The following graduate courses in food and agriculture will be offered this Fall 2018 semester. Undergraduate courses that enroll graduate students may also be of interest.
|ANTH 541: Agrarian Societies: Culture, Society, History, and Development||James Scott; Kalyanakrishnan Sivaramakrishnan; Elisabeth Wood||An interdisciplinary examination of agrarian societies, contemporary and historical, Western and non-Western. Major analytical perspectives from anthropology, economics, history, political science, and environmental studies are used to develop a meaning-centered and historically grounded account of the transformations of rural society (Also F&ES 836/PLSC 779).|
|CDE 543: Global Aspects of Food and Nutrition||Debbie Humphries||
The course presents a core topic in global health and development that is at the intersection of science, society, and policy. The course familiarizes students with leading approaches to analyzing the causes of malnutrition in countries around the world and to designing and evaluating nutrition interventions. It covers micronutrient and macronutrient deficiencies; approaches to reducing malnutrition; the cultural, economic, environmental, agricultural, and policy context within which malnutrition exists; and the relationships between common infections and nutritional status (Also EMD543).
|CDE 572: Obesity Prevention and Lifestyle Interventions||Melinda Irwin||This course reviews the methods and evaluation of obesity prevention and lifestyle interventions conducted in multiple settings (e.g., individual, family, and community settings, as well as policy-level interventions). Topics include physical activity, nutrition, and weight-loss interventions in various populations (children, adults, those who are healthy, and those with chronic diseases). The course combines didactic presentations, discussion, and a comprehensive review of a particular lifestyle intervention by students. This course is intended to increase the student’s skills in evaluating and conducting obesity prevention and lifestyle interventions.|
|F&ES 692: Science and Practice of Temperate Agroforestry||Joseph Orefice||This course explores the science and practices of temperate agroforestry, covering current knowledge of agroforestry science and shedding light on the myths and assumptions that have yet to be tested regarding the integration of trees in agricultural systems. The course begins with an overview of modern agriculture to help us better understand why agroforestry systems have potential to improve the sustainability of farming systems. We also cover the social science regarding agroforestry and why it has not been widely adopted. Silvopasture and forest farming systems are the primary focus, but windbreaks, alley cropping, and riparian forest buffers are also covered. The field of agroforestry has struggled with the promotion of hypothetical practices; this course introduces students to real-world production agroforestry systems and helps them better contribute to financially viable and environmentally sound agricultural operations.|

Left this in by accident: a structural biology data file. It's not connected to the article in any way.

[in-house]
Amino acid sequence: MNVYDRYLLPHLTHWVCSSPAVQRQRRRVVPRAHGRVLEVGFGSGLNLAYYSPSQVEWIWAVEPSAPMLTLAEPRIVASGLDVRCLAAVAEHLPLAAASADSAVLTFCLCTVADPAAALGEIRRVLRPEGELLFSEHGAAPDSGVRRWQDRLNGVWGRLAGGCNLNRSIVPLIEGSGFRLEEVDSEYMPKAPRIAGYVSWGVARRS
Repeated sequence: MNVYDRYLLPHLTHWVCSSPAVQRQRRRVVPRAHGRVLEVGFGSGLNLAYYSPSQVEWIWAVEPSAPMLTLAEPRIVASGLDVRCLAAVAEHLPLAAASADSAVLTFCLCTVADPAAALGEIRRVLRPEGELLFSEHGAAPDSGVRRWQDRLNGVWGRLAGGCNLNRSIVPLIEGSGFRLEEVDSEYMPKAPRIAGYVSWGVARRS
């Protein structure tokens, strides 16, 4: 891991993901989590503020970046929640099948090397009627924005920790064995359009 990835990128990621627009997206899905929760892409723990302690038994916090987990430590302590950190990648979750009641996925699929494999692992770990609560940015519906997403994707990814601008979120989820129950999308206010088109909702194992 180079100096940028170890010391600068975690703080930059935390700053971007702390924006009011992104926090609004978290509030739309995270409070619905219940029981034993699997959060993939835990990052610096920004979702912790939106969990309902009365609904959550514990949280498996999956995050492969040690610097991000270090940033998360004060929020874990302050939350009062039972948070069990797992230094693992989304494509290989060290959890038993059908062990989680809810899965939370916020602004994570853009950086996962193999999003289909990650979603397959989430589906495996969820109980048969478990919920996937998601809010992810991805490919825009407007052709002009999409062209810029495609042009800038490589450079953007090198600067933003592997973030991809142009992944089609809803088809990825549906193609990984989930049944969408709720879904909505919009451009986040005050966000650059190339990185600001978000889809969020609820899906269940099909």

|F&ES 709: Soil Science||Mark Bradford||Lectures, labs, and discussions of soil science, with emphasis on soil ecology. Topics cover the structure and functioning of soils, and how this relates to soil fertility and ecosystem health in a changing environment.|
|F&ES 727: Food: Science, Law, and Policy||John Wargo||This seminar explores significant challenges posed by the global food supply to environmental quality and human health. The primary obligation is a research paper, dissertation chapter, master’s project, or senior essay draft. We read critically 150–200 pages per week, and students should be prepared to discuss or present analyses. Challenges examined include fresh vs. processed foods, nutritional sufficiency and excess, radionuclides, pesticides, pharmaceuticals, fertilizers, animal feeds, plastics, flame retardants, flavors, fragrances, ingredient fraud, genetic modification, waste, energy input and yield, locality, processing technologies, packaging, and carbon emissions. Corporate case histories are considered in a number of sessions. Private innovations in the production and management of food are analyzed, including trends in certification and labeling initiatives. Most sessions examine one or several foods. Examples include cow’s milk, human milk, infant formula, grapes, wine, corn, bananas, tomatoes, salmon, cod, tuna, sodas, fruit juice, water, coffee, and olive oil.|